All-Grain Brew Day Walkthrough (V: Mash Out and Recirculation)


Mashing out lowers the viscosity of your wort and makes it easier to lauter

This is the fifth installment in the All-Grain Brew Day Walkthough, which started with a post on strike water preparation


When the mash is over, there is a sudden flurry of activity by the brewer. The brewer should mash out by heating the mash directly, or infusing it with boiling water, to raise the temperature to 170 °F (77 °C). If a brewer has mashed in his or her kettle, he or she may heat the mash to a couple degrees above this, then scoop the contents over to their lauter tun (where it will hopefully settle in around 170 °F (77 °C). In addition, if the brewer expects — based on past experience — that the grain bed temperature will decrease during recirculation, he may heat the mash to a few degrees over 170 °F (77 °C). With the relatively low pH of an undiluted mash, excess tannin extraction is not a problem, even when the grain bed exceeds 170 °F (77 °C).

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All-Grain Brew Day Walkthrough (IV: The Mash)

This is the fourth installment in the All-Grain Brew Day Walkthough, which started with a post on strike water preparation



The mash — hot brewing liquor mixed with crushed malt.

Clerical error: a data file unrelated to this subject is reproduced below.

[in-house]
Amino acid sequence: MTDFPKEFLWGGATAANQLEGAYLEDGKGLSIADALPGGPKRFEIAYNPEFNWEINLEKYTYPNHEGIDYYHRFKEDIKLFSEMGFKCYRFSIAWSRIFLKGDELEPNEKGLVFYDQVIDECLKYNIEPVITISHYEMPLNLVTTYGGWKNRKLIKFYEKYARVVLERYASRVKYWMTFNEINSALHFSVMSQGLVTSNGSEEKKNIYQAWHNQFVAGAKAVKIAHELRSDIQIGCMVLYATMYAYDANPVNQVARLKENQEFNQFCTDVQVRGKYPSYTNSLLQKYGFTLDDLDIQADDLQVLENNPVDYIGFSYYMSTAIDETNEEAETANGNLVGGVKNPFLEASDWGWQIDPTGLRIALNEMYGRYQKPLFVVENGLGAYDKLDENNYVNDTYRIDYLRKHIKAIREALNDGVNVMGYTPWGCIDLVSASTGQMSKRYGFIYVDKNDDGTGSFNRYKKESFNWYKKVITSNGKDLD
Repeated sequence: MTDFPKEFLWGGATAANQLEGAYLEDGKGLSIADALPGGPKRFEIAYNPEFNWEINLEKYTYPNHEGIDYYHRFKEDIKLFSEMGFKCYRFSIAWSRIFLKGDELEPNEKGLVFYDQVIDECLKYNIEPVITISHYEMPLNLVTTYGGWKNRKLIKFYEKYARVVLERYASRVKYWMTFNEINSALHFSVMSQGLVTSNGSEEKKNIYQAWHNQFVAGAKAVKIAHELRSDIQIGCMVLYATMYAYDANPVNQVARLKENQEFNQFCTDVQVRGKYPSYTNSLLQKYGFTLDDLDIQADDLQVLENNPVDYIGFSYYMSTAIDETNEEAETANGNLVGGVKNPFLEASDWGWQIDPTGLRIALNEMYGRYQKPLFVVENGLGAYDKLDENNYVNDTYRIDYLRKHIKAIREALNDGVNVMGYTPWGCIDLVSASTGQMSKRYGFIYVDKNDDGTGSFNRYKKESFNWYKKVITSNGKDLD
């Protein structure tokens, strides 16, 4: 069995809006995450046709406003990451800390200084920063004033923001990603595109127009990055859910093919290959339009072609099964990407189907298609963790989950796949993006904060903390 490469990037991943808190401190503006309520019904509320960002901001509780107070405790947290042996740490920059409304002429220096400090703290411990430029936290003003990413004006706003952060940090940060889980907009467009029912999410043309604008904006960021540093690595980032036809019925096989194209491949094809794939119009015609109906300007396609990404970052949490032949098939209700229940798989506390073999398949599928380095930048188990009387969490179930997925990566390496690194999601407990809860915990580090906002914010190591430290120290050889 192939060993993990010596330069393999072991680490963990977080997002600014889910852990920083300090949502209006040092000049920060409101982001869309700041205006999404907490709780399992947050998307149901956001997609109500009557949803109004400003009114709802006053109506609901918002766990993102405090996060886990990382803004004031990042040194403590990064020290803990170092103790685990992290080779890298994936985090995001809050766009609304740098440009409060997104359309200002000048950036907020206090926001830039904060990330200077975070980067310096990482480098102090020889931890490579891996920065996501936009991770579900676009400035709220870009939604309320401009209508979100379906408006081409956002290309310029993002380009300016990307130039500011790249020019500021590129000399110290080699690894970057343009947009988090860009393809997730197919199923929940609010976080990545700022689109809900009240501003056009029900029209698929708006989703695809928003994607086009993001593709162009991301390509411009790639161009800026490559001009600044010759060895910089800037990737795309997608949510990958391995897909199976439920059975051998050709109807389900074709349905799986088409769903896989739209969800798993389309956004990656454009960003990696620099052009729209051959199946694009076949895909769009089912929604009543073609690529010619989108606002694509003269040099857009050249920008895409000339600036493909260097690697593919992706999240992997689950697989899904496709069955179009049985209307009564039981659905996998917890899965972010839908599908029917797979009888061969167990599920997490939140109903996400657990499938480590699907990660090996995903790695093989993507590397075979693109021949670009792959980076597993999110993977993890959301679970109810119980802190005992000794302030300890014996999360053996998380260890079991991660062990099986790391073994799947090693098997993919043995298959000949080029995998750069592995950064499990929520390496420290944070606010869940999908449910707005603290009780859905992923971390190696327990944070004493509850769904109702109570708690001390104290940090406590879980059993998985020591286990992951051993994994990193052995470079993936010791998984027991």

This walkthrough is going to focus mostly on the practical. However, at this point, let’s stop and think about what’s going on in the mash. While the mash is progressing, the homebrewer typically does fairly little. He might stir the mash, or his rig may circulate the wort through the grain bed for him, but it’s mostly downtime for the brewer. At the end of the article, I’ll focus on the things you can be doing during the mash, but first, let’s examine what’s happening in the mash tun.

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Two Mash Out Options


At the beginning of wort collection, it doesn’t matter if your grain bed temperature climbs above 170 °F (77 °C); tannin extraction is largely suppressed at mash pH.

At the end of your mash, you have the option of mashing out — raising the temperature of the mash to 168–170 °F (76–77 °C) — before recirculating and collecting your wort. The best reason to mash out is to make lautering easier. The hotter the mash, the lower the viscosity of the entrained wort and the easier it is to drain it away from the grain solids in your lauter tun. However, the difference in wort viscosity between wort at typical mash temperatures (148–162 °F/64–72 °C) and wort at 168–170 °F (76–77 °C) is not that great, and so many homebrewers simply skip this step without any noticeable negative effects. (For brewers who mash in a converted picnic cooler, often the volume of boiling water necessary to raise the temperature would cause their mash/lauter tun to overflow.)

I can heat my mash tun, so I usually mash out with the idea that at least it can’t hurt. (Plus, it requires me to stir the mash and that might help out my extract efficiency a little bit.) I like to tinker with my brewday procedures, and in this article I’d like to present two alternative ways to mash out besides the usual heat-and-stir and add-boiling-water methods. I’ve used the first option a number of times and it works fine. I accidentally did the second option a grand total of once — and it wasn’t until after the fact that I realized it might be a good idea. So, treat the second option as something to consider, not something that has been thoroughly tested.

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